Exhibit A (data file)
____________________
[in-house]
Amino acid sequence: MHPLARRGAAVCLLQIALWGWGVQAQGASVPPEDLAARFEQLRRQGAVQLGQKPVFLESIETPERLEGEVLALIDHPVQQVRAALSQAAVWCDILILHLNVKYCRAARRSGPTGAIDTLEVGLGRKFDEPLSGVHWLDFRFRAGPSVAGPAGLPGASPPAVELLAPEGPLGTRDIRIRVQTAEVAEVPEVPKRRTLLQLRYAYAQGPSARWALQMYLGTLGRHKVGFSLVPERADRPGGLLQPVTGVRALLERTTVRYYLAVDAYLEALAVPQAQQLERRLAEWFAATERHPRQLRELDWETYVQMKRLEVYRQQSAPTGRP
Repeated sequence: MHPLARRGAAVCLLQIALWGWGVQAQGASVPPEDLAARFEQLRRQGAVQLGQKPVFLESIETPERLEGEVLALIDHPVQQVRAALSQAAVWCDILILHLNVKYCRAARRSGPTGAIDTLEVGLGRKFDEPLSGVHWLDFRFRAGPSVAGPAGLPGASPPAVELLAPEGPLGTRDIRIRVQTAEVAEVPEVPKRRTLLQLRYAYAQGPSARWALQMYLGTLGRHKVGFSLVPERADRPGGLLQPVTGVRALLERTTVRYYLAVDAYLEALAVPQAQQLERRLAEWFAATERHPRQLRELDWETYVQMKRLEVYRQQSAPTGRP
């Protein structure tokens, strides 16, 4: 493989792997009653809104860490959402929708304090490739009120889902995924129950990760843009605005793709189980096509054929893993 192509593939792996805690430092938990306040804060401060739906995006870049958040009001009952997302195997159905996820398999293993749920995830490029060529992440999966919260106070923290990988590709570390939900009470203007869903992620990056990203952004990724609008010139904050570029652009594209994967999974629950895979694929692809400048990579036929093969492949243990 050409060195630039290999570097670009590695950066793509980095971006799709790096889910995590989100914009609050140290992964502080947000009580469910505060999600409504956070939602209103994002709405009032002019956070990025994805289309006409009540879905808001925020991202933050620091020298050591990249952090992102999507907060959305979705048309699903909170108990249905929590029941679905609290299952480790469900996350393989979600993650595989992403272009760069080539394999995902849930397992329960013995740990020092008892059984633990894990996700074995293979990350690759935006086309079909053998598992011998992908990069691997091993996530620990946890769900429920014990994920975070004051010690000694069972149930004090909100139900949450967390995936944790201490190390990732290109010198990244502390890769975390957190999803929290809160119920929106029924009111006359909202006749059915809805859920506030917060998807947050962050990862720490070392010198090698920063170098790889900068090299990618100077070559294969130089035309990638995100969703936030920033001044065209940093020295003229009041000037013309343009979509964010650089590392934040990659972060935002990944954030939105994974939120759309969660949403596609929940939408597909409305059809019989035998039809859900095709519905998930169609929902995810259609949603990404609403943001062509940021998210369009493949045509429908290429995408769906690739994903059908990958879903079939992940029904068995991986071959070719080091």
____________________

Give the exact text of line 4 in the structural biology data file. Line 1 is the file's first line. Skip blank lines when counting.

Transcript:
């Protein structure tokens, strides 16, 4: 493989792997009653809104860490959402929708304090490739009120889902995924129950990760843009605005793709189980096509054929893993 192509593939792996805690430092938990306040804060401060739906995006870049958040009001009952997302195997159905996820398999293993749920995830490029060529992440999966919260106070923290990988590709570390939900009470203007869903992620990056990203952004990724609008010139904050570029652009594209994967999974629950895979694929692809400048990579036929093969492949243990 050409060195630039290999570097670009590695950066793509980095971006799709790096889910995590989100914009609050140290992964502080947000009580469910505060999600409504956070939602209103994002709405009032002019956070990025994805289309006409009540879905808001925020991202933050620091020298050591990249952090992102999507907060959305979705048309699903909170108990249905929590029941679905609290299952480790469900996350393989979600993650595989992403272009760069080539394999995902849930397992329960013995740990020092008892059984633990894990996700074995293979990350690759935006086309079909053998598992011998992908990069691997091993996530620990946890769900429920014990994920975070004051010690000694069972149930004090909100139900949450967390995936944790201490190390990732290109010198990244502390890769975390957190999803929290809160119920929106029924009111006359909202006749059915809805859920506030917060998807947050962050990862720490070392010198090698920063170098790889900068090299990618100077070559294969130089035309990638995100969703936030920033001044065209940093020295003229009041000037013309343009979509964010650089590392934040990659972060935002990944954030939105994974939120759309969660949403596609929940939408597909409305059809019989035998039809859900095709519905998930169609929902995810259609949603990404609403943001062509940021998210369009493949045509429908290429995408769906690739994903059908990958879903079939992940029904068995991986071959070719080091």